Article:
Andrew Wyeth, Back Entrance, signed l/r, wc/pp, 29 x 21in
Lot 22
Andrew Wyeth (American, 1917-2009) Back Entry, 1971 30 x 22in
Sold for US$ 182,500 inc. premium

Auction 20075: American Art
28 Nov 2012 14:00 EST

New York
Lot Details
Andrew Wyeth, Back Entrance, signed l/r, wc/pp, 29 x 21in Andrew Wyeth, Back Entrance, signed l/r, wc/pp, 29 x 21in
Property of various owners
Andrew Wyeth (American, 1917-2009)
Back Entry, 1971
signed 'Andrew Wyeth' (lower right)
watercolor on paper
30 x 22in

Footnotes

  • PROVENANCE:
    The artist
    with Frank E. Fowler, Lookout Mountain, Tennessee
    Private collection, Tennessee, acquired from the above, 1972
    By descent to the present owner

    This watercolor will be included in Betsy James Wyeth's forthcoming catalogue raisonné of the artist's work.

    Back Entry, of 1971, contains many of the hallmarks of Andrew Wyeth's most celebrated works. Executed in watercolor, the present work is a highly finished example of Wyeth's understanding of this medium—depicting a pumpkin sitting in the doorway of the Ericksons' shed in Cushing, Maine.

    Like many works from Wyeth's oeuvre, Back Entry is derived from the artist's local and personal community. Wyeth's relationship with the Ericksons deepened immensely in 1968 after the death of Christina Olson, the infamous subject from Wyeth's masterwork, Christina's World, 1948, Museum of Modern Art, New York, and many of his early works. "On his way to the funeral of Christina Olson in Maine, he happened to drive by the house of the Finn, George Erickson, leading him to think about Erickson's young daughter, Siri, who would become the model of some of Wyeth's best nudes of the 1970s." (Thomas Hoving, Andrew Wyeth Autobiography, 1995, pp. 11-12) Siri, her father George and their farm and home would become deeply personal subject matter for Wyeth in the early 1970s. He called them "continuations of Olsons." (see Andrew Wyeth Autobiography, 1995, p. 86)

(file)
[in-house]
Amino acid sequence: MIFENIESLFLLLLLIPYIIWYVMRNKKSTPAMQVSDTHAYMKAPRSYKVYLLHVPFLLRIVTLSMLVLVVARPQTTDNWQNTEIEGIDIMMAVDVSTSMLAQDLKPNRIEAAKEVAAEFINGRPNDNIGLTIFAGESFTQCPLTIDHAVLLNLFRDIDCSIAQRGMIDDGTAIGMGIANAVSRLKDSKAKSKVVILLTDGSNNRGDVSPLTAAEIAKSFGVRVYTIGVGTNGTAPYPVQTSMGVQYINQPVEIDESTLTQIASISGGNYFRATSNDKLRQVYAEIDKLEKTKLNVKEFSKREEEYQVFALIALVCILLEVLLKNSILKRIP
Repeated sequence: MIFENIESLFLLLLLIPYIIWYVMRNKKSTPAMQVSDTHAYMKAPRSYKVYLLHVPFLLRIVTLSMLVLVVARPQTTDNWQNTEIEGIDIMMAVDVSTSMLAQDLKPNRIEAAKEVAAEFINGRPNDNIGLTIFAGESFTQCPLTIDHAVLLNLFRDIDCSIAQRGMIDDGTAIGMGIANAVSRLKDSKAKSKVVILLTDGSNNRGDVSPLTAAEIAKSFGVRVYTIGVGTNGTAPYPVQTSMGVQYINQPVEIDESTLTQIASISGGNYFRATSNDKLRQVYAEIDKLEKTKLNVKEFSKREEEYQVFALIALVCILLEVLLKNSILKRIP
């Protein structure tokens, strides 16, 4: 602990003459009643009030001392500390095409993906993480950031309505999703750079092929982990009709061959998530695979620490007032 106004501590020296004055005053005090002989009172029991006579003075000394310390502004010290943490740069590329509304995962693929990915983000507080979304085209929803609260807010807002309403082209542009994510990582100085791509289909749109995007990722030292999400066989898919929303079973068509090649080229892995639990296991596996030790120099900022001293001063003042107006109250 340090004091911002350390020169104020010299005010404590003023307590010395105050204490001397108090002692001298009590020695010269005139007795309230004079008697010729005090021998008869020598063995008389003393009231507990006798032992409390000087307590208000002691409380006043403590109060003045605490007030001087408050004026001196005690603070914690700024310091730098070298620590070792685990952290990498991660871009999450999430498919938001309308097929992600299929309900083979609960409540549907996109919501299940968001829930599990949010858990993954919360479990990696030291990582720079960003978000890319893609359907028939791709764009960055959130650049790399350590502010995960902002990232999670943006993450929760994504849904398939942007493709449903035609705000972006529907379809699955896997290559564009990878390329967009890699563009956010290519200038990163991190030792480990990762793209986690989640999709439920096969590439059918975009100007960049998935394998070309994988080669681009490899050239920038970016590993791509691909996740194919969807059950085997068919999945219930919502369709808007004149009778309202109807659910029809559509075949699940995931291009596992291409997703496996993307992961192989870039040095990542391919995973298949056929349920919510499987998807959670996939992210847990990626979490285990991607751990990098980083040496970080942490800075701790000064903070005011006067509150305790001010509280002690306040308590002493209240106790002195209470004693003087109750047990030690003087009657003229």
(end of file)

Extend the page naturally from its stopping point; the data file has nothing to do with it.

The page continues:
In Back Entry, Wyeth creates dramatic light effects by exaggerating the dark shadows within the work and allowing only a small amount of gentle, yet vivacious light from the open door. The viewer's perspective allows for only one thin sliver of viewable landscape, yet the washes Wyeth used for this narrow area are rich and purposeful. From the beginning, Wyeth's interest in light and atmosphere often brought him outside into nature to paint. In the late 1960s and early 1970s, the simple subject of the pumpkin allowed Wyeth the freedom to play with these influences of light and dark.

    The shed depicted in the present work is also in the background of Wyeth's watercolor Pumpkins, 1969, Private Collection. In reference to this work Wyeth recalls, "I did this at Erickson's house, where I painted Siri. He grew a lot of pumpkins. I painted a few pictures of pumpkins. But after I saw all of the pumpkins that other people did, I stopped painting them. That ruined it for me." (Andrew Wyeth Autobiography, p. 79) Perhaps the inspiration of pumpkins was not as simple as Wyeth recalls. It seems logical to presume that the stimulus could have also been his father, illustrator N.C. Wyeth, who was known for "orchestrating annual rituals" on holidays. N.C. would use pumpkins, lanterns and field corn to decorate his studio during Halloween—setting the scene with dark lighting, a fire and favors for the children. (see Wanda M. Corn, The Art of Andrew Wyeth, 1973, p. 121) Wyeth himself has also referenced Halloween and pumpkins in a 1973 interview: "You look at my pictures—Christina's World, The Patriot, Miss Olson—there's witchcraft and hidden meaning there. Halloween and all that is strangely tied into them. For me, the paintings have that eerie feeling of goblins and witches out riding on broomsticks—damp rotting leaves and moisture—smell of make-up—as a child, the smell inside of a pumpkin when a candle is lit—the feel of your face under a mask walking down a road in the moonlight. I love all of that, because I don't exist anymore." (as quoted in The Art of Andrew Wyeth, 1973, p. 55)
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